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Davis Jr., The Photographer

It's been almost 17 years since Sammy Davis Junior lost his battle with throat cancer. Before his death, he had mastered just about every form of entertainment: live performance on stage and radio, recording, film and television.

But only now are Americans getting to know Sammy Davis Jr. as a photographer. A new coffee table book featuring photos taken by Davis is on sale now. The book, "Photo by Sammy Davis, Jr.", is made up of Davis' photos, but the words are those of his longtime friend, Burt Boyar.

Davis' photos were discovered inadvertently by Boyar while he searched through a warehouse full of Davis' possessions. "We opened up these boxes, crates - some big enough to drive a car into - and they're filled with boxes of negatives, photographs," says Boyar.

"Photo by Sammy Davis, Jr." includes shots of many of Davis' famous friends, such as Frank Sinatra, Marilyn Monroe and Elizabeth Taylor, but include more casual images of superstars, political figures and everyday Americans as well. "He packed a camera before he packed anything else," says Boyar. "Eventually, he had more cameras than, I think, camera stores!"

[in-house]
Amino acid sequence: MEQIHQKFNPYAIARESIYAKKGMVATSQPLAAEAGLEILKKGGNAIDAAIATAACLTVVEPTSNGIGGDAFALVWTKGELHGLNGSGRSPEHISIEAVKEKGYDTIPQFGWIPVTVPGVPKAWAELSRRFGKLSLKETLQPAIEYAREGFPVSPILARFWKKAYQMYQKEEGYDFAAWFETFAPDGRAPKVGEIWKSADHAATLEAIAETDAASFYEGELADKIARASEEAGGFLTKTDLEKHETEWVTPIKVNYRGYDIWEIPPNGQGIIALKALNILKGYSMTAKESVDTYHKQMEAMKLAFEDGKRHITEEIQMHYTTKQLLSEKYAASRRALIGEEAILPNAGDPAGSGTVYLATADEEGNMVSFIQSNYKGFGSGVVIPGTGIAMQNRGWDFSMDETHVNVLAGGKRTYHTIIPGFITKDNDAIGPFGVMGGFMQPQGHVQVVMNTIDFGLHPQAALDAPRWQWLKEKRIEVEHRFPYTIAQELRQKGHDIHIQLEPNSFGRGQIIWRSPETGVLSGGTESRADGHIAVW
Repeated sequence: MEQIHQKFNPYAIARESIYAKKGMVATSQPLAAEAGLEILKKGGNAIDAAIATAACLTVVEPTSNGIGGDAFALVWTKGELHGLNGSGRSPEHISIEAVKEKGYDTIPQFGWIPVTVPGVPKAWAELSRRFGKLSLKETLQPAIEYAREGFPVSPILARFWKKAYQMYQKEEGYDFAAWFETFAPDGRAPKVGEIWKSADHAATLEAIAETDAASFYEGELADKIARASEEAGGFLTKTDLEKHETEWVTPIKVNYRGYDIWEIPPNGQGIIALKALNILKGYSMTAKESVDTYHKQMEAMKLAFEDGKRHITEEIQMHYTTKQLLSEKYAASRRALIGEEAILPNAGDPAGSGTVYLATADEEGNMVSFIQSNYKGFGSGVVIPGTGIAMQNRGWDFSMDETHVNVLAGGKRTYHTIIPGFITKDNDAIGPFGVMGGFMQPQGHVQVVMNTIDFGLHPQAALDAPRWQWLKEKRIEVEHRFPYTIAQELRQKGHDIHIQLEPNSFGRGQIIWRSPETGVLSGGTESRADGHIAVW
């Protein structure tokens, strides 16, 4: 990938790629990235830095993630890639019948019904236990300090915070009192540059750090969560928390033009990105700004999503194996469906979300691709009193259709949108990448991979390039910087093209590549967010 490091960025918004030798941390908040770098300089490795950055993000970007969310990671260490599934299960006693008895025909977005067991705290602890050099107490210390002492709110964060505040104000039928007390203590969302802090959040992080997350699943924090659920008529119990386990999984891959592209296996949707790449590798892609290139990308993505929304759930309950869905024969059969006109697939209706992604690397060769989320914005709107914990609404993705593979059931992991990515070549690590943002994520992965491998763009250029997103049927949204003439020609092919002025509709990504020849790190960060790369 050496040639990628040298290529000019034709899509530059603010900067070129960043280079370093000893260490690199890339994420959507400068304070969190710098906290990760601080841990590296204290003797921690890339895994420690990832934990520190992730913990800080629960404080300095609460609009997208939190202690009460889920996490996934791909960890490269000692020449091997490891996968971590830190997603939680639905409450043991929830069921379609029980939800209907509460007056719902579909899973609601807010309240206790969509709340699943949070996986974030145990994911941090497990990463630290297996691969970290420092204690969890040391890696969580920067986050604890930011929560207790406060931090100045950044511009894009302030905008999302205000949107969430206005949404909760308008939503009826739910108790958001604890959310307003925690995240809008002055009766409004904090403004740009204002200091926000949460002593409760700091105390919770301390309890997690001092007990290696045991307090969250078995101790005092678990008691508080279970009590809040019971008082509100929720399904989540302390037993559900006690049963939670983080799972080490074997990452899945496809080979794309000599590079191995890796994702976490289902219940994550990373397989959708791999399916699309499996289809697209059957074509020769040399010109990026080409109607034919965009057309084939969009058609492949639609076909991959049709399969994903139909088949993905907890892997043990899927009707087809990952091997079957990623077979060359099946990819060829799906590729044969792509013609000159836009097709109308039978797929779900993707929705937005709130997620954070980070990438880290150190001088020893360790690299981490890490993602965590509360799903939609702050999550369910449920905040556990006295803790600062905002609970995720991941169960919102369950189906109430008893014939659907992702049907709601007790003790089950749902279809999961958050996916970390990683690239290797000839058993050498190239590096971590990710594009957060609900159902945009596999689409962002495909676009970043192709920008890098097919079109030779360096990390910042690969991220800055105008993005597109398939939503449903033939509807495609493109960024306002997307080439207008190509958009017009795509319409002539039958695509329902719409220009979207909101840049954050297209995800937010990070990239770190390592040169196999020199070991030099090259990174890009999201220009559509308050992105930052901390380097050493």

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Davis helped to document important events during the civil rights movement as well. During the famous "I Have a Dream" speech, Davis was right up front with the reporters and press photographers, taking pictures to capture the speech from his point of view.

A lifelong friendship began when Boyar, a former Broadway columnist, first met Davis in the late 1950s while Davis was starring in Mr. Wonderful on Broadway. Later, Boyar and his late wife, Jane, worked with Davis on his bestselling memoir "Yes, I Can", which is currently being made into a documentary.
By Erin Petrun